This section dives into software pipelining of loops. This is an important concept that enables the AI Engine to concurrently execute different parts of a program. For example, a loop that requires a total of nine cycles to execute through one iteration is shown in the following figure, where sequential execution all the way to a full overlap pipelining is illustrated.
Counting the cycles through each of these examples, it is clear that the sequential execution requires 27 cycles to fully execute the three loop iterations, while the partially overlapped pipeline requires 13 cycles, and the fully pipelined loop requires only 11 cycles. From a performance perspective, it is therefore desirable to have a fully overlapping pipeline. However, this is not always possible, because resource constraints, as well as inter-iteration loop dependencies can prevent a full overlap (see the following figure).
In this example, the program performs load A (2 x 256-bit) in cycle 2, load B (2 x 256-bit) in cycle 3, and in cycle 6 and 7 it is executes operations on loop variable A. The remaining instructions of this iteration are of no importance with respect to the loop performance analysis.
Cycles 2 and 3 of this loop iteration execute 4 x 256-bit load operations. The required four loads are executed in two cycles because the AI Engines can only execute two loads per cycle. This is called a resource constraint. If the loop containing this iteration is supposed to be pipelined, this constraint limits the overlap to no less than two cycles. Similarly, code dependencies between iterations shown in cycle 6 and 7 can prevent additional overlap. In this case, the next iteration of the loop requires the value of A to be updated before it can be used by the loop, thus, limiting the overlap.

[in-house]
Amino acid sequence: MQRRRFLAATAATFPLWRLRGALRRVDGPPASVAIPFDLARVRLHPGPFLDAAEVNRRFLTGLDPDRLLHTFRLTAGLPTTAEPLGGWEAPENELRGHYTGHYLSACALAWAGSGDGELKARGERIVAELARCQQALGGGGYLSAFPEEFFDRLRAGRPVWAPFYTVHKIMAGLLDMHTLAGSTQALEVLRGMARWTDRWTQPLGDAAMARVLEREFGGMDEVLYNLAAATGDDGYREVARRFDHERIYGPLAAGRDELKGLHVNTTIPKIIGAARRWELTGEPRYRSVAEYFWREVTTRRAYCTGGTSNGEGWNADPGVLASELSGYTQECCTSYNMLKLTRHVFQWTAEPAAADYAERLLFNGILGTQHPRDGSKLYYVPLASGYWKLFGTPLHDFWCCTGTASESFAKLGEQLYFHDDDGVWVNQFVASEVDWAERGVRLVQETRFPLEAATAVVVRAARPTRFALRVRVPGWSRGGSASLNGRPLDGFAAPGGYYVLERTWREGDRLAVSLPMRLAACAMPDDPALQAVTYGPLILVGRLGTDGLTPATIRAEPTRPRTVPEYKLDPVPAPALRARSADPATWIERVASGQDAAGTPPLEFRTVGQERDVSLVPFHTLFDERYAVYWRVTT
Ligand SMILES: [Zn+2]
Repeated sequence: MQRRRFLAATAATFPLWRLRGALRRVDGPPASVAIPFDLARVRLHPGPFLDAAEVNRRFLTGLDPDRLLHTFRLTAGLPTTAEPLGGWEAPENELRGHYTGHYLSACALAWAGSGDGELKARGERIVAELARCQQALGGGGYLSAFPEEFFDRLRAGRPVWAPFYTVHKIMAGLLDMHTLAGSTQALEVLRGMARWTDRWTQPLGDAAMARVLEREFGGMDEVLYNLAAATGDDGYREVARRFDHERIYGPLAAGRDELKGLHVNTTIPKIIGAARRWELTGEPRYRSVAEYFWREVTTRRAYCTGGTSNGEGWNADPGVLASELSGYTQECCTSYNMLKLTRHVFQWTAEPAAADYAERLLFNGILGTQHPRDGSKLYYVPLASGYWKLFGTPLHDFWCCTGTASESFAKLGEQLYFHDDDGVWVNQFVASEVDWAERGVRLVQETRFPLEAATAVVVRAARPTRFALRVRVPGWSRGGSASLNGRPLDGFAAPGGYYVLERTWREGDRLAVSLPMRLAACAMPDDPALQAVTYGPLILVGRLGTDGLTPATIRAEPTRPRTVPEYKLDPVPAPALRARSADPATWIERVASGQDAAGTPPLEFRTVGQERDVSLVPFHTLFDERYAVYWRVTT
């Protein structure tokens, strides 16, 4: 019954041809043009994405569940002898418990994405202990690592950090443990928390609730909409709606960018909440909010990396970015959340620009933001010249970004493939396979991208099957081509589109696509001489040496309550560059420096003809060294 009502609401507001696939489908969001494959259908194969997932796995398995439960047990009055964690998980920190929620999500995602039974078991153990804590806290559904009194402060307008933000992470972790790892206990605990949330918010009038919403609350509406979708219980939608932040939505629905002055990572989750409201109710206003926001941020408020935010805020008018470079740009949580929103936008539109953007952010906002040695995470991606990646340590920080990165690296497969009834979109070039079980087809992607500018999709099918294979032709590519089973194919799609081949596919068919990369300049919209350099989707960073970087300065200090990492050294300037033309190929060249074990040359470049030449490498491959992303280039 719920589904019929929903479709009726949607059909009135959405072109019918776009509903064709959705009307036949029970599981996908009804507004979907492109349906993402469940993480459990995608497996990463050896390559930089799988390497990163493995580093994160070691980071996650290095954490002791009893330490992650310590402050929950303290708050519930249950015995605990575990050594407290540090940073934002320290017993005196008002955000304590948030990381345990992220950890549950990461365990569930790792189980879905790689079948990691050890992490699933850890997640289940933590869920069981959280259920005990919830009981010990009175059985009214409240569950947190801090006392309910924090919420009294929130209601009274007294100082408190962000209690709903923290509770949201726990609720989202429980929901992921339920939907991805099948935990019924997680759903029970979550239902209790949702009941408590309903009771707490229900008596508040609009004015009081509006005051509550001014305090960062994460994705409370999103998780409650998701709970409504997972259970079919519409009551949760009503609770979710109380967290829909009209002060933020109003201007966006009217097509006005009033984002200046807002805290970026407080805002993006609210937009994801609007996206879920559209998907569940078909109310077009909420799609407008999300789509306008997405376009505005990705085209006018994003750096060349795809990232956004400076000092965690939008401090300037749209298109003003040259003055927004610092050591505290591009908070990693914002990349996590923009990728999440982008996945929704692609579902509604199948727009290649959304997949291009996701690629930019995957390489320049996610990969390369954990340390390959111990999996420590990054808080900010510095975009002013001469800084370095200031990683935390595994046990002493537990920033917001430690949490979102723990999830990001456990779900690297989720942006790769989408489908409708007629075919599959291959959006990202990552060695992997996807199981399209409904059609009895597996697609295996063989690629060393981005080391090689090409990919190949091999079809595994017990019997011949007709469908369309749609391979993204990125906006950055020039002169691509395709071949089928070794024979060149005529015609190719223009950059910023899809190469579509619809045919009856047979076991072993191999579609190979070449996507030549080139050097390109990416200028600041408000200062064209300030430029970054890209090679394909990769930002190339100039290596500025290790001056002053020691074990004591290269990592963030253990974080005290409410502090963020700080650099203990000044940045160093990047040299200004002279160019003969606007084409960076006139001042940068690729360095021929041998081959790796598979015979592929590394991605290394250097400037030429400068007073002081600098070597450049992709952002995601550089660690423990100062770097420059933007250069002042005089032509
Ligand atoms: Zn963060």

The AI Engine compiler reports on each loop in the following form.
-voption is needed to generate the verbose report.
HW do-loop #397 in "testbench.cc", line 132: (loop #16) : Critical cycle of length 2 : b67 -> b68 -> b67 Minimum length due to resources: 2 Scheduling HW do-loop #397 (algo 1a) -> # cycles: 9 (modulo) -> # cycles: 2 ok (required budget ratio: 1) (resume algo) -> after folding: 2 (folded over 4 iterations) -> HW do-loop #397 in "testbench.cc", line 132: (loop #16) : 2 cycles NOTICE: loop #397 contains folded negative edges NOTICE: postamble created Removing chess_separator blocks (all)
In the AI Engine compiler report
shown previously, the section
Critical cycle of
length provides feedback on code dependencies, while the
Minimum length due to resources indicates minimum
overlap requirement due to resource constraints. The
1a line states the total amount of cycles for a single iteration. Given
these numbers, there are a maximum of five iterations active at a time creating the
The AI Engine compiler reports these five
overlapping iterations (the current iteration plus four folded iterations) in the
resume algo line. In addition, it states the
initiation interval (II), the number of cycles a single iteration has to execute
before the following iteration is started, which is two in this example.
In general, it is sufficient to provide the directive
chess_prepare_for_pipelining to instruct the compiler
to attempt software pipelining. When the number of loop iterations is a compile time
constant, the chess compiler creates the optimum software pipeline.
In the case of a dynamic loop range (defined by a variable
start/end), the compiler requires additional information to create an effective
pipeline loop structure. This is performed through the directive
Details about the
<maximum>) directive can be found in Loops.
(algo 1a) -> # cycles: 167 (exceeds -k 64) -> no folding: 167 -> HW do-loop #511 in "xxxx", line 794: (loop #8): 167 cycles
-voption for the AI Engine compiler in the command line.
Module scheduling report can be generated for module scheduled loops by
specifying the option
-Xchess=main:backend.mist2.xargs=-ggraph for the AI Engine compiler. Module scheduling report will be
available for software pipelined loop with the name *_modulo.rpt in
where * is the block name. The module scheduling report also contains the
information about register live ranges for register files, which may be useful to
find inefficiencies in register assignment and can be improved by using
After compilation and linking is complete, Vitis Analyzer can be used to open the compile log for an individual kernel. For more information about the Vitis Analyzer, see the AI Engine Tools and Flows User Guide (UG1076).